By Chris Emma—
CHICAGO (CBS) – His Bears gathered around with another defeat at their hands, coach John Fox set a different tone for this new season.
Sunday saw the Bears come up just short to the defending NFC champion Falcons, losing 23-17 at Soldier Field in their season opener. Chicago had a busted coverage lead to the game-changing score and saw a valiant comeback finish five yards from the goal line. It seemed all too familiar.
Really, it felt like so many games before for Fox’s tenure, except for one aspect. This team deserved to be right there at the end. Fox wanted his Bears to know that.
“Right now, we’re a pretty good football team,” Fox said in the locker room and echoed again during his postgame press conference.
Quarterback Mike Glennon made it clear that the Bears won’t accept moral victories, a topic that frankly is tiresome as they are 9-24 a game into Fox’s third season. The difference here is that it seems that the Bears will win more games in 2017.
This Bears defense appears to be good, containing the Falcons’ potent offense for most of the game. Akiem Hicks bullied his way through the line for a pair of sacks, while the front seven was disruptive. But the game changed on a miscue from Hicks, a roughing-the-passer call on a third down, which extended a third-quarter drive for a Falcons a field goal instead of forcing a punt. If not for those three points, the Bears could’ve kicked a field goal at the end of regulation and forced overtime.
Then came the biggest blow, as a mixed-up defensive call that left safety Quintin Demps alone in single-high coverage as Falcons tight end Austin Hooper was wide open in the fourth quarter. He then stiffed-armed Demps along the sidelines en route to an 88-yard touchdown.
But a game that could’ve easily gotten away from the Bears stayed close as Glennon led a nine-play, 75-yard scoring drive in the fourth quarter, which was capped by a 19-yard touchdown to Tarik Cohen. Top target Kevin White may be done for the season again after suffering a shoulder injury in the fourth quarter. With little help at receiver, Cohen was the Bears’ top target. He caught eight passes for 47 yards and a touchdown.
Cohen set a Bears franchise record for all-purpose yards in a debut with 158 on the game.
“Secret’s out,” Glennon said.
Glennon led the Bears from their own 18-yard line with 3:18 on the clock and brought them to a goal-to-go from the Falcons’ 5-yard line. To get there, he converted on a fourth-and-3, connecting with a strike to Josh Bellamy. But with a chance to win the game, Glennon was left without a top target. He didn’t have an Alshon Jeffery or White to target in the corner of the end zone. Rookie tight end Adam Shaheen, the second-round pick in this year’s draft, was apparently not deemed ready for that opportunity.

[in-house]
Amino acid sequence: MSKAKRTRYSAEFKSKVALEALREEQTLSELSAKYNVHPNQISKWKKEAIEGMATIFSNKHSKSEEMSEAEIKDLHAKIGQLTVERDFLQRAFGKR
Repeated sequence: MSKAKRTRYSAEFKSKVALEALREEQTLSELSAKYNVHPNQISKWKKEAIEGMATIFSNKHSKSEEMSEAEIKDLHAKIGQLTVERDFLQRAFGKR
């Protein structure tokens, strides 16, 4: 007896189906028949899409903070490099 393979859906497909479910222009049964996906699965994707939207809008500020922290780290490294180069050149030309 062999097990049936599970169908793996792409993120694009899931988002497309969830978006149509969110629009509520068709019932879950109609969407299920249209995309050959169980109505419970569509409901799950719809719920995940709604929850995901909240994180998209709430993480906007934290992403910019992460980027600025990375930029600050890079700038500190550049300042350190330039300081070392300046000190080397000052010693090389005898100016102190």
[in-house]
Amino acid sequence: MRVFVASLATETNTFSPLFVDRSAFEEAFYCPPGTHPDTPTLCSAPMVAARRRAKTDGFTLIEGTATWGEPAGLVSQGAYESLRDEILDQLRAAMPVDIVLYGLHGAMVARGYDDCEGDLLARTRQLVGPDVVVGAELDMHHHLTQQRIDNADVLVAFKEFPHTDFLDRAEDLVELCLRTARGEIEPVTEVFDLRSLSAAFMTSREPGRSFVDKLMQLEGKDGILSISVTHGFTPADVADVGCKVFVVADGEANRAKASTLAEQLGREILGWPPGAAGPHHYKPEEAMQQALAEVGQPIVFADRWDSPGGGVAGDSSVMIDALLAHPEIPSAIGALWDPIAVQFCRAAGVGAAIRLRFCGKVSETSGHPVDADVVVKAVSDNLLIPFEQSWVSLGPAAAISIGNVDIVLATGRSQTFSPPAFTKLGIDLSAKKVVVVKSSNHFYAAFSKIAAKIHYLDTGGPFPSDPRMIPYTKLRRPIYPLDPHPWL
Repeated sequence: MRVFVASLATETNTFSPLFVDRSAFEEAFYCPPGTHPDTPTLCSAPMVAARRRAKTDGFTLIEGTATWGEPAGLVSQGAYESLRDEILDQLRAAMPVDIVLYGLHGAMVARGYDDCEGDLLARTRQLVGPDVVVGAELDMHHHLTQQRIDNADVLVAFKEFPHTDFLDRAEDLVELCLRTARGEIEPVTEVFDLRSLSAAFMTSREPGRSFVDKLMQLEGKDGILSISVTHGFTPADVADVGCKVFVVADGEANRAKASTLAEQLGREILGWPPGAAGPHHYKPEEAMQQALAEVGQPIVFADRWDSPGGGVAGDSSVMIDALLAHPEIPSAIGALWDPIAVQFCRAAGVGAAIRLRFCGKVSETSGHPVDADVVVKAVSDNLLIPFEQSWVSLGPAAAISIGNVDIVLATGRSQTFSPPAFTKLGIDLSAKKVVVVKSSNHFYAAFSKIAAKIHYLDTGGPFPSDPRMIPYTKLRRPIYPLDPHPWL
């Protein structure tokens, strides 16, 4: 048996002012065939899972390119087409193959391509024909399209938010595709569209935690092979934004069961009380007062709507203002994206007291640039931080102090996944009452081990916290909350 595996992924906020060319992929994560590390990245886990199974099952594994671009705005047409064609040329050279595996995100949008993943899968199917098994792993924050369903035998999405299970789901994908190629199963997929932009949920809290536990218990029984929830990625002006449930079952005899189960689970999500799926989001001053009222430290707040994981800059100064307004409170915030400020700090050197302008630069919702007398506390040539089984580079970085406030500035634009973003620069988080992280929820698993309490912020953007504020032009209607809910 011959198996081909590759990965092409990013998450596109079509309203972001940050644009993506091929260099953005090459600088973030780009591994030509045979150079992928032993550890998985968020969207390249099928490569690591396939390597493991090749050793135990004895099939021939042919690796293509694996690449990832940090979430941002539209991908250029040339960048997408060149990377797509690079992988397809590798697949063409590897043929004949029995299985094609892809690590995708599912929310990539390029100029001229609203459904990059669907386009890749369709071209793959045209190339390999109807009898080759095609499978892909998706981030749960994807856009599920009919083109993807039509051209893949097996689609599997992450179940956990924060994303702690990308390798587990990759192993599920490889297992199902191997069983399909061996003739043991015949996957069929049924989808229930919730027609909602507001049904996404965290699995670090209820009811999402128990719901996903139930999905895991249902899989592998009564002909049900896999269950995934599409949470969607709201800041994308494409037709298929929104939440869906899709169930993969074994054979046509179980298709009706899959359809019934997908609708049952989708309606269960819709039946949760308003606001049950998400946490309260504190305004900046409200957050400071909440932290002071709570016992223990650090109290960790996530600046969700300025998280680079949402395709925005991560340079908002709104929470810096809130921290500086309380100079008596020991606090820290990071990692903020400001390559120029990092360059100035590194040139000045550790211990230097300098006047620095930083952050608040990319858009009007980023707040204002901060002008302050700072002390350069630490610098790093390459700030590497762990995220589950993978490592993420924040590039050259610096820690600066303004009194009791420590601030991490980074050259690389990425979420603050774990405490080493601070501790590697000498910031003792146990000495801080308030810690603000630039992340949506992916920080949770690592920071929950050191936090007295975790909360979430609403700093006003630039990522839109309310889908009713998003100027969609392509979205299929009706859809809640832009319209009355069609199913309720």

Instead, Glennon threw incomplete to Bellamy, Jordan Howard and Miller, all passes that could’ve been caught. On fourth down, he was sacked after right tackle Bobby Massie was beat by defensive end Brooks Reed.
Though he wasn’t great, Glennon gave the Bears a shot at winning. He finished 26-of-40 for 213 yards, a touchdown and no turnovers, posting an 86.8 rating.
“I thought he did a hell of a job for us, put us in position to win,” tight end Zach Miller said.
After such a long and strange offseason, this opener revealed what the new-look Bears will be in 2017. Glennon will be asked to manage the game and mitigate risk, all while working around a lack of talent at receiver. Howard will be the feature back, but Cohen is much more than just a change of pace. Somebody — anybody — has to emerge at receiver.
Victories will come if the Bears are able to force turnovers. After finishing dead last in takeaways a year ago, the Bears came away with zero in their season lid lifter. It wasn’t for a lack of effort. The defensive front was constantly in the backfield, making reigning MVP Matt Ryan look rattled at times. Julio Jones had just four receptions on five targets as the Bears did solid work in the secondary.
Had it been for one more play or one fewer breakdown, it would’ve been different for the Bears on Sunday.
“We could easily be 1-0 standing up here right now,” Fox said. “The enthusiasm would be a little different. But I think we’re capable of getting better as we go.”
Fox will continue to work for the best of his Bears. All throughout the locker room and coating the walls of Halas Hall, there are words of motivation. There are quotes all around for his players to see.
Frustrated by two tough seasons, Fox had a message of his own entering this pivotal third year in charge. He wanted the Bears to know they’re good enough to beat anybody, the Falcons included. It’s why he reiterated that message postgame.
The Bears came out Sunday confident that this year would be different. Though the result was the same, that belief won’t waver moving forward.
“It was a sense of showing the outside world – showing that we can compete and we’re better than we’ve been in the past,” Miller said. “We believe in that, we believe in ourselves, and it’s just something we got to execute down the road and we’ll be sitting here super happy with a victory. But it didn’t work out that way.
“We’re tough, we’re strong, smart football team. So I’m excited about where we’re going to go. But this one hurts.”